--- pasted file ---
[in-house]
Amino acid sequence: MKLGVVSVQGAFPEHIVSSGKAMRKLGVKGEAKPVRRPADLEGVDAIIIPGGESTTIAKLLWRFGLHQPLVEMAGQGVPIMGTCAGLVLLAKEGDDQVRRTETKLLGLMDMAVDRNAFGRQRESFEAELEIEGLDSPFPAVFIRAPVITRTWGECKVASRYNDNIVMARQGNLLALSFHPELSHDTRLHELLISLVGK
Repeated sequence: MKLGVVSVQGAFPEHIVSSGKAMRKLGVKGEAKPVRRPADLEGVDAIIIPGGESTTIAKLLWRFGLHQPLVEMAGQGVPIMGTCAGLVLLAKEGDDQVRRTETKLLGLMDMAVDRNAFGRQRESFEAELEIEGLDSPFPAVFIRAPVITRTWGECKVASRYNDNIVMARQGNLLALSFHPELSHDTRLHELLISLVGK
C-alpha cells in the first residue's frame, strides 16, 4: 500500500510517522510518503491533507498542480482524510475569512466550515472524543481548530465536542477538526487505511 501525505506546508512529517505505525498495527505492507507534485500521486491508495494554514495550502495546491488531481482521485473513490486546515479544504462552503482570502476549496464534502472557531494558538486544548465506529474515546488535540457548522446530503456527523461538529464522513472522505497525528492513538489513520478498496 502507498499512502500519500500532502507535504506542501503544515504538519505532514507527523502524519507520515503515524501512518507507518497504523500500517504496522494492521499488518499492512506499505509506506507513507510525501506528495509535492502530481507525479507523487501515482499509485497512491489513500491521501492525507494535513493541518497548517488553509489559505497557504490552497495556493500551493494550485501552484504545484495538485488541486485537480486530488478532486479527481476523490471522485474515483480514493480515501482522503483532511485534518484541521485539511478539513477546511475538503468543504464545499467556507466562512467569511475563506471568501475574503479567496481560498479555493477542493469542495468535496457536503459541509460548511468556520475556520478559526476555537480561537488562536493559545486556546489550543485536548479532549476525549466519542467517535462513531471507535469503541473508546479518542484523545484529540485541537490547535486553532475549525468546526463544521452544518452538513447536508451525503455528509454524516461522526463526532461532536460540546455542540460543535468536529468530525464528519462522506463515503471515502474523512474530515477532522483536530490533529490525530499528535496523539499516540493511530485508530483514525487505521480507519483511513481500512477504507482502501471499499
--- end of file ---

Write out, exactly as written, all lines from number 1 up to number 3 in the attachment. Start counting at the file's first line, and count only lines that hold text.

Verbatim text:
[in-house]
Amino acid sequence: MKLGVVSVQGAFPEHIVSSGKAMRKLGVKGEAKPVRRPADLEGVDAIIIPGGESTTIAKLLWRFGLHQPLVEMAGQGVPIMGTCAGLVLLAKEGDDQVRRTETKLLGLMDMAVDRNAFGRQRESFEAELEIEGLDSPFPAVFIRAPVITRTWGECKVASRYNDNIVMARQGNLLALSFHPELSHDTRLHELLISLVGK
Repeated sequence: MKLGVVSVQGAFPEHIVSSGKAMRKLGVKGEAKPVRRPADLEGVDAIIIPGGESTTIAKLLWRFGLHQPLVEMAGQGVPIMGTCAGLVLLAKEGDDQVRRTETKLLGLMDMAVDRNAFGRQRESFEAELEIEGLDSPFPAVFIRAPVITRTWGECKVASRYNDNIVMARQGNLLALSFHPELSHDTRLHELLISLVGK